In the midst of all the excitement about the presidential campaigns here in the U.S. and the on-going wars, economic market upheaval, and the political unrest in, for example, Tibet last week, it would be easy to overlook some recent news which could very well preponderate all of those concerns. I mean the startling new evidence that the Arctic ice caps are vanishing. Here is an article from the BBC on a report by scientists from a well-respected team that produces cutting-edge research. Their analysis: Arctic summers ice-free ‘by 2013’

Those polar bears have five years to learn how to swim – for the entire summer. The ancestors of whales once lived entirely on land. I’m sure if those bears put their crafty little minds to it, they could go aquatic.

A previous article that was also featured on the BBC gives corroborating evidence that the ice is melting faster than previously imagined.

I don’t really know the implications of all this, except that the water at the North Pole will be warmed more by the sun once it loses its icy shield. What the ramifications of that are is not fully appreciated yet. Still, it’s deeply troubling and makes the political bickering over the Northwest Passage seem like arguing over who gets the best deck chairs on the Titanic.

This brings me to the second part of this entry; What to do about it. The short answer is that I don’t know. Now, before you open your big green mouth to give me an eco-tongue lashing about the 50 things that I can do to save the planet, let me explain. I know that I can take public transportation, uses CFCs, reduce, reuse and recycle to lessen my ecological impact. I’m hip. I’m with it; I read Treehugger. I saw the Gore thing. I am very concerned, though, that none of that will amount to a hill of beans.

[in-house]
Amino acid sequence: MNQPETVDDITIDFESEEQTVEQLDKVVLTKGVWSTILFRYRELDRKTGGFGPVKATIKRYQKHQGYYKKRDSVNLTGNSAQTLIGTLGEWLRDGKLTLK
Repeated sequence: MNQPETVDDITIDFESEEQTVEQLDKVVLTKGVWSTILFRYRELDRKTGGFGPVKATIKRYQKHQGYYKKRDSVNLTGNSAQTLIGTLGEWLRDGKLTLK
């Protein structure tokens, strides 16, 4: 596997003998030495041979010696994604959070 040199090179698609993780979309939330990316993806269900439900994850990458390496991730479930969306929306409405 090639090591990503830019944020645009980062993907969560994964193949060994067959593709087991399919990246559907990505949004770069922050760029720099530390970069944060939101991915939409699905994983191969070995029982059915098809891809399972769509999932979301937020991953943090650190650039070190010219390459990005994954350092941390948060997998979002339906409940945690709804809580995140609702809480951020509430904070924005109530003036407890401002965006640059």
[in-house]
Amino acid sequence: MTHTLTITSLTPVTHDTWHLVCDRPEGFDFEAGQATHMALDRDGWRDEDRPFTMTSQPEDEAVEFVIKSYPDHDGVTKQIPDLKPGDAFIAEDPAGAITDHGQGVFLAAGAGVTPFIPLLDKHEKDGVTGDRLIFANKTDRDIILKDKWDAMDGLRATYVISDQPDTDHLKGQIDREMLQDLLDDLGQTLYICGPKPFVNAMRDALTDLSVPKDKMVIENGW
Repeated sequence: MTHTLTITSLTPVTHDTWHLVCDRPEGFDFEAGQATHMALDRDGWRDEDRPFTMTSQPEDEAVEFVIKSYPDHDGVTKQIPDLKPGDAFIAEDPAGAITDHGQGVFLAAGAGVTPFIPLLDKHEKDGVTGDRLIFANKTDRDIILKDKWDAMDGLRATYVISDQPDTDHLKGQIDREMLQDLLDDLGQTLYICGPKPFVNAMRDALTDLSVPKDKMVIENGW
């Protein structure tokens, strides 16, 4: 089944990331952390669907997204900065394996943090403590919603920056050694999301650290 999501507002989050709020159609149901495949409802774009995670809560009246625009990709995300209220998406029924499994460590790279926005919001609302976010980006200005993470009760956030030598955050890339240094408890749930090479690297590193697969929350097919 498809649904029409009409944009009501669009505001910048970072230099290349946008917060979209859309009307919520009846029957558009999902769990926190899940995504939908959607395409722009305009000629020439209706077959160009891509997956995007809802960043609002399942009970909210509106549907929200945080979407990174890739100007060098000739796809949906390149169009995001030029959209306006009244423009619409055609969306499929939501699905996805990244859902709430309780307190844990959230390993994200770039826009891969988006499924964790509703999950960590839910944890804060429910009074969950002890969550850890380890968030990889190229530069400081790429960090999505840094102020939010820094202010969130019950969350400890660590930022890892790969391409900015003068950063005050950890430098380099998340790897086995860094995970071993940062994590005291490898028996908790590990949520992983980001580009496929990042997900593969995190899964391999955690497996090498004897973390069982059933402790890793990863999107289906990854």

Why not? In a word, growth.

Parts of the world are growing at an enormous rate. Together with that growth comes consumption of all sorts of resources and the production of millions upon millions of tons of greenhouse gases. For a concise overview of the crisis, please read Tom Friedman’s piece entitled “Doha and Dalian.” It was that column that really made these ideas concrete in my mind. In short, it says that the modest reductions in CO2 production netted by our eco-friendly endeavors will be overshadowed many fold by the huge suck on resources of growing cities and developing countries. When they reach a certain level of wealth, societies begin consuming massive amounts of resources, essentially becoming like the U.S., before we found our environmental consciousness. The rapid growth of resource-intensive, CO2-spewing cities isn’t just unsustainable, it’s calamitous.

We know the problem. We know the solutions. We know that growing unchecked is exactly the wrong thing.

So, when I say that I don’t know what to do about the melting of Arctic sea ice, it’s not because I am too lazy to sort my plastics or even lobby the government for higher CAFE standards. It’s because the intervals between epochal moments of realization where we look back and say, “How did we fuck up so much, so badly, so quickly?,” are becoming increasingly shorter. This is largely due to factors that are beyond the control of the average citizen. Factors, like technological advancement and economic development, that we wouldn’t necessarily want to slow down if we could.
In five short years there won’t be ice in the Arctic Sea. That same year, a 750m tall skyscraper is projected to be completed in Delhi. That is not the worst thing in the world, but is meant to represent the resource intensive growth that is already in the works. Five years after 2013, with five summers of an ice-free North Pole and five more years of construction, growth and consumption in Doha, Dalian and Delhi, will it really matter that I recycled my toothbrush?

If you have a way to save the world or to replace growth that kills us all with growth that maybe doesn’t, please leave a comment in the comments section.